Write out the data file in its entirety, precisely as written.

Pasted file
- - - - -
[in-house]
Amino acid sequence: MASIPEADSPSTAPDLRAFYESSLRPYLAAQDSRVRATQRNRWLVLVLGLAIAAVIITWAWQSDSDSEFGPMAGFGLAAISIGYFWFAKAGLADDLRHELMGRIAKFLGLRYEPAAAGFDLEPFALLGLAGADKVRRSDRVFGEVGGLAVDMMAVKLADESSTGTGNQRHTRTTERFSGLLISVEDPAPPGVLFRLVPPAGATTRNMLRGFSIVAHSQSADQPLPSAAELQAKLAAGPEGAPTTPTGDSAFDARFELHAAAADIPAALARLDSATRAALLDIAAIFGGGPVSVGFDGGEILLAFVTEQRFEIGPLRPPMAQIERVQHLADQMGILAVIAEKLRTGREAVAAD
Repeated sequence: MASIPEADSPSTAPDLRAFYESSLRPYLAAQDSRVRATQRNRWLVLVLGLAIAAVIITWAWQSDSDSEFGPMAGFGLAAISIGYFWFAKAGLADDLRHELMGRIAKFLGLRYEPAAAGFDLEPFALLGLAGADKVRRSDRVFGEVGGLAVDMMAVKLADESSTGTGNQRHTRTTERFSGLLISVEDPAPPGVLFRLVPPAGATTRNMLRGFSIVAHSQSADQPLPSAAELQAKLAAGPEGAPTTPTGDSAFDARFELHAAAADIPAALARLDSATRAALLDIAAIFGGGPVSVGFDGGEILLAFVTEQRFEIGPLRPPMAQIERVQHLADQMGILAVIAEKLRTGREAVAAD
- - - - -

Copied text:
[in-house]
Amino acid sequence: MASIPEADSPSTAPDLRAFYESSLRPYLAAQDSRVRATQRNRWLVLVLGLAIAAVIITWAWQSDSDSEFGPMAGFGLAAISIGYFWFAKAGLADDLRHELMGRIAKFLGLRYEPAAAGFDLEPFALLGLAGADKVRRSDRVFGEVGGLAVDMMAVKLADESSTGTGNQRHTRTTERFSGLLISVEDPAPPGVLFRLVPPAGATTRNMLRGFSIVAHSQSADQPLPSAAELQAKLAAGPEGAPTTPTGDSAFDARFELHAAAADIPAALARLDSATRAALLDIAAIFGGGPVSVGFDGGEILLAFVTEQRFEIGPLRPPMAQIERVQHLADQMGILAVIAEKLRTGREAVAAD
Repeated sequence: MASIPEADSPSTAPDLRAFYESSLRPYLAAQDSRVRATQRNRWLVLVLGLAIAAVIITWAWQSDSDSEFGPMAGFGLAAISIGYFWFAKAGLADDLRHELMGRIAKFLGLRYEPAAAGFDLEPFALLGLAGADKVRRSDRVFGEVGGLAVDMMAVKLADESSTGTGNQRHTRTTERFSGLLISVEDPAPPGVLFRLVPPAGATTRNMLRGFSIVAHSQSADQPLPSAAELQAKLAAGPEGAPTTPTGDSAFDARFELHAAAADIPAALARLDSATRAALLDIAAIFGGGPVSVGFDGGEILLAFVTEQRFEIGPLRPPMAQIERVQHLADQMGILAVIAEKLRTGREAVAAD